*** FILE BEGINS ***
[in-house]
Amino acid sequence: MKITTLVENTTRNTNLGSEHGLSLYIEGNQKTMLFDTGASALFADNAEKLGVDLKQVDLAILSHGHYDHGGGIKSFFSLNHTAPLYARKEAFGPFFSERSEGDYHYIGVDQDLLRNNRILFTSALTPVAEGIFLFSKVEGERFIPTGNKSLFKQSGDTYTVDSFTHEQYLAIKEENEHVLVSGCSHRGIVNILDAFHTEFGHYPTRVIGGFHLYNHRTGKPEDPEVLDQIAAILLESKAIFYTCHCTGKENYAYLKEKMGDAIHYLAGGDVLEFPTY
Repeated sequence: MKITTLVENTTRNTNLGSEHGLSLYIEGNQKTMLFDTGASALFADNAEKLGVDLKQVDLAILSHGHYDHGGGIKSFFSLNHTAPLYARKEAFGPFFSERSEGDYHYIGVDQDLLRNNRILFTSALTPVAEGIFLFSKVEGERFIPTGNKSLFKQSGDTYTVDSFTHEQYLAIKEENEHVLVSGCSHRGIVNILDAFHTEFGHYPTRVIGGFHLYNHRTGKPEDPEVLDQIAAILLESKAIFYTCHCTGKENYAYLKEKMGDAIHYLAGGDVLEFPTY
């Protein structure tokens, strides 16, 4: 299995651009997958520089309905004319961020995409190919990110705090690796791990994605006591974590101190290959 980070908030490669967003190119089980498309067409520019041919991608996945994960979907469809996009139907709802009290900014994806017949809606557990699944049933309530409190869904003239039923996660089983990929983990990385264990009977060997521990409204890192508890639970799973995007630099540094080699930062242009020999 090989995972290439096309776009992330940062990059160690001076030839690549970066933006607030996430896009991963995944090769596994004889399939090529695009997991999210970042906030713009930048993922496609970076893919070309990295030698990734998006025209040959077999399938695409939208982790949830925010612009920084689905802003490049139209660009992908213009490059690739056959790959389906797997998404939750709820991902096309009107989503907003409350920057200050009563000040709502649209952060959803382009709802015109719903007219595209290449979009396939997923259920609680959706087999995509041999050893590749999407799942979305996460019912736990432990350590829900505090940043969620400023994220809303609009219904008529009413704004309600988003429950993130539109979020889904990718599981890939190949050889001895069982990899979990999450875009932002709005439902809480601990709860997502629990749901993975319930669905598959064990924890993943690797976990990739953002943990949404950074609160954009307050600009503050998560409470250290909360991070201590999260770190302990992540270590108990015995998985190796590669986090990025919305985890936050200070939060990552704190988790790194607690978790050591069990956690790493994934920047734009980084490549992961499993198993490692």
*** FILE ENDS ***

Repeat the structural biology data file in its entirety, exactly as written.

[in-house]
Amino acid sequence: MKITTLVENTTRNTNLGSEHGLSLYIEGNQKTMLFDTGASALFADNAEKLGVDLKQVDLAILSHGHYDHGGGIKSFFSLNHTAPLYARKEAFGPFFSERSEGDYHYIGVDQDLLRNNRILFTSALTPVAEGIFLFSKVEGERFIPTGNKSLFKQSGDTYTVDSFTHEQYLAIKEENEHVLVSGCSHRGIVNILDAFHTEFGHYPTRVIGGFHLYNHRTGKPEDPEVLDQIAAILLESKAIFYTCHCTGKENYAYLKEKMGDAIHYLAGGDVLEFPTY
Repeated sequence: MKITTLVENTTRNTNLGSEHGLSLYIEGNQKTMLFDTGASALFADNAEKLGVDLKQVDLAILSHGHYDHGGGIKSFFSLNHTAPLYARKEAFGPFFSERSEGDYHYIGVDQDLLRNNRILFTSALTPVAEGIFLFSKVEGERFIPTGNKSLFKQSGDTYTVDSFTHEQYLAIKEENEHVLVSGCSHRGIVNILDAFHTEFGHYPTRVIGGFHLYNHRTGKPEDPEVLDQIAAILLESKAIFYTCHCTGKENYAYLKEKMGDAIHYLAGGDVLEFPTY
């Protein structure tokens, strides 16, 4: 299995651009997958520089309905004319961020995409190919990110705090690796791990994605006591974590101190290959 980070908030490669967003190119089980498309067409520019041919991608996945994960979907469809996009139907709802009290900014994806017949809606557990699944049933309530409190869904003239039923996660089983990929983990990385264990009977060997521990409204890192508890639970799973995007630099540094080699930062242009020999 090989995972290439096309776009992330940062990059160690001076030839690549970066933006607030996430896009991963995944090769596994004889399939090529695009997991999210970042906030713009930048993922496609970076893919070309990295030698990734998006025209040959077999399938695409939208982790949830925010612009920084689905802003490049139209660009992908213009490059690739056959790959389906797997998404939750709820991902096309009107989503907003409350920057200050009563000040709502649209952060959803382009709802015109719903007219595209290449979009396939997923259920609680959706087999995509041999050893590749999407799942979305996460019912736990432990350590829900505090940043969620400023994220809303609009219904008529009413704004309600988003429950993130539109979020889904990718599981890939190949050889001895069982990899979990999450875009932002709005439902809480601990709860997502629990749901993975319930669905598959064990924890993943690797976990990739953002943990949404950074609160954009307050600009503050998560409470250290909360991070201590999260770190302990992540270590108990015995998985190796590669986090990025919305985890936050200070939060990552704190988790790194607690978790050591069990956690790493994934920047734009980084490549992961499993198993490692």